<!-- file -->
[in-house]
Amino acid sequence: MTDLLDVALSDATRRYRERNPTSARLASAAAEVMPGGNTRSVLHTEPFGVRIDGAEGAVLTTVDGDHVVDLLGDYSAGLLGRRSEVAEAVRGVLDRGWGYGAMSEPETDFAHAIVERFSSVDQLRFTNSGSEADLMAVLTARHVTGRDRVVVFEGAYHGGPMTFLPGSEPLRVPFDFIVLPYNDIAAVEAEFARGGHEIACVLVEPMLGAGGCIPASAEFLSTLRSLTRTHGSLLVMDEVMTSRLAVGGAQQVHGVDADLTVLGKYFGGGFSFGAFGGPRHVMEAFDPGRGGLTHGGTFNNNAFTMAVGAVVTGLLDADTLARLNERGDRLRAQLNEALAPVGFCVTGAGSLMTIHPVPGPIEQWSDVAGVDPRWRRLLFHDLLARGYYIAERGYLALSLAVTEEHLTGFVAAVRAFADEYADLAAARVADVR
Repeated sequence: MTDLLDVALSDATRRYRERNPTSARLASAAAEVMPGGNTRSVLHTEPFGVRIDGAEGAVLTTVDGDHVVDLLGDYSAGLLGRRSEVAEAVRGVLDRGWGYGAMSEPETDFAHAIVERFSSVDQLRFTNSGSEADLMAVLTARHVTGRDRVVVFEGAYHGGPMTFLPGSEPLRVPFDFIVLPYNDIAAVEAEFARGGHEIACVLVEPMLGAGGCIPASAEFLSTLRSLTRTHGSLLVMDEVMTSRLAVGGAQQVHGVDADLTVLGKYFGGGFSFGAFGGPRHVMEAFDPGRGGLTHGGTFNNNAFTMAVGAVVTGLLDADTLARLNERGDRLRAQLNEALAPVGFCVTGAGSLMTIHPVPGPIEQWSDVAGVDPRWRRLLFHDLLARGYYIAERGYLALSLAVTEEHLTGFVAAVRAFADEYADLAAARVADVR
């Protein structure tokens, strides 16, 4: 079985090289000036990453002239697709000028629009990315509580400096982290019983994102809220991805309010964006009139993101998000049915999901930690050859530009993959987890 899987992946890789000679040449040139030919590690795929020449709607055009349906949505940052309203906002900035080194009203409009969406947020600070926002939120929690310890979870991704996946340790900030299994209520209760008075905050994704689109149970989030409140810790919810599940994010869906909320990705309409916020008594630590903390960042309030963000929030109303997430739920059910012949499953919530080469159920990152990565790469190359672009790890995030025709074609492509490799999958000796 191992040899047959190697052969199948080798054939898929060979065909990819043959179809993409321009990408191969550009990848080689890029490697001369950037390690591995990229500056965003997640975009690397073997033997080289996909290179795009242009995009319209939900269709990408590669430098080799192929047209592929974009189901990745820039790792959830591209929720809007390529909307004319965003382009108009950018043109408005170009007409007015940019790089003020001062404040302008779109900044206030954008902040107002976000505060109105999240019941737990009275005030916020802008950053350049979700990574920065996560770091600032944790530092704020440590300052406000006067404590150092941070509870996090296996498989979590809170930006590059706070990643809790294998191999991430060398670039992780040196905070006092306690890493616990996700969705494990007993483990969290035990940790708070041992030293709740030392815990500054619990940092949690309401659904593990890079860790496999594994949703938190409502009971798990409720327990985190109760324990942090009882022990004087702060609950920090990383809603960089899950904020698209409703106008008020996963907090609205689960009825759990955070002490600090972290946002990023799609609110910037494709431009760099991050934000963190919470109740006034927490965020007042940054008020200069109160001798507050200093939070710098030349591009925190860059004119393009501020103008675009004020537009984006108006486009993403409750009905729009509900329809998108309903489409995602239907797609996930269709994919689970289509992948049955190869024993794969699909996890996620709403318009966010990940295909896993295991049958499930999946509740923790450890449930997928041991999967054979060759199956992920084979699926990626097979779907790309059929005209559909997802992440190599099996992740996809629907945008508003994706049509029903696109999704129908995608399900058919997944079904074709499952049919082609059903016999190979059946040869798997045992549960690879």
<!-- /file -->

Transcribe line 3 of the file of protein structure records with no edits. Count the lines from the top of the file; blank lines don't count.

Repeated sequence: MTDLLDVALSDATRRYRERNPTSARLASAAAEVMPGGNTRSVLHTEPFGVRIDGAEGAVLTTVDGDHVVDLLGDYSAGLLGRRSEVAEAVRGVLDRGWGYGAMSEPETDFAHAIVERFSSVDQLRFTNSGSEADLMAVLTARHVTGRDRVVVFEGAYHGGPMTFLPGSEPLRVPFDFIVLPYNDIAAVEAEFARGGHEIACVLVEPMLGAGGCIPASAEFLSTLRSLTRTHGSLLVMDEVMTSRLAVGGAQQVHGVDADLTVLGKYFGGGFSFGAFGGPRHVMEAFDPGRGGLTHGGTFNNNAFTMAVGAVVTGLLDADTLARLNERGDRLRAQLNEALAPVGFCVTGAGSLMTIHPVPGPIEQWSDVAGVDPRWRRLLFHDLLARGYYIAERGYLALSLAVTEEHLTGFVAAVRAFADEYADLAAARVADVR